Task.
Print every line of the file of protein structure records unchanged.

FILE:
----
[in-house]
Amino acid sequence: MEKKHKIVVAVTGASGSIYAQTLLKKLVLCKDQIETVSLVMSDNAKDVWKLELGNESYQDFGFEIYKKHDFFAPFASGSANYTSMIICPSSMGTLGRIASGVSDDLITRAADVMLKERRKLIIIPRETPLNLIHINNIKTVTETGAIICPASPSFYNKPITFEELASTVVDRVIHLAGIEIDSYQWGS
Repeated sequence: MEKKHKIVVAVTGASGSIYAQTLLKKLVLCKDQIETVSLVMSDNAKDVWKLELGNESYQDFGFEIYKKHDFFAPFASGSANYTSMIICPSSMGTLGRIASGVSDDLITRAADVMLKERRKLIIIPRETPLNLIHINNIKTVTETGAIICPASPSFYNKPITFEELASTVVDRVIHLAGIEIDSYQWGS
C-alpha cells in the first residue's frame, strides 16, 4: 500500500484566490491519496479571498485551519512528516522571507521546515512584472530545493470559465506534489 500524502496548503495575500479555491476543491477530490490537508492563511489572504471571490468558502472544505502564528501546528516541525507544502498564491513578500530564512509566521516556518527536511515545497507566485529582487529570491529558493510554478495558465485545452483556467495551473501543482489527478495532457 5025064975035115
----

[in-house]
Amino acid sequence: MEKKHKIVVAVTGASGSIYAQTLLKKLVLCKDQIETVSLVMSDNAKDVWKLELGNESYQDFGFEIYKKHDFFAPFASGSANYTSMIICPSSMGTLGRIASGVSDDLITRAADVMLKERRKLIIIPRETPLNLIHINNIKTVTETGAIICPASPSFYNKPITFEELASTVVDRVIHLAGIEIDSYQWGS
Repeated sequence: MEKKHKIVVAVTGASGSIYAQTLLKKLVLCKDQIETVSLVMSDNAKDVWKLELGNESYQDFGFEIYKKHDFFAPFASGSANYTSMIICPSSMGTLGRIASGVSDDLITRAADVMLKERRKLIIIPRETPLNLIHINNIKTVTETGAIICPASPSFYNKPITFEELASTVVDRVIHLAGIEIDSYQWGS
C-alpha cells in the first residue's frame, strides 16, 4: 500500500484566490491519496479571498485551519512528516522571507521546515512584472530545493470559465506534489 500524502496548503495575500479555491476543491477530490490537508492563511489572504471571490468558502472544505502564528501546528516541525507544502498564491513578500530564512509566521516556518527536511515545497507566485529582487529570491529558493510554478495558465485545452483556467495551473501543482489527478495532457 5025064975035115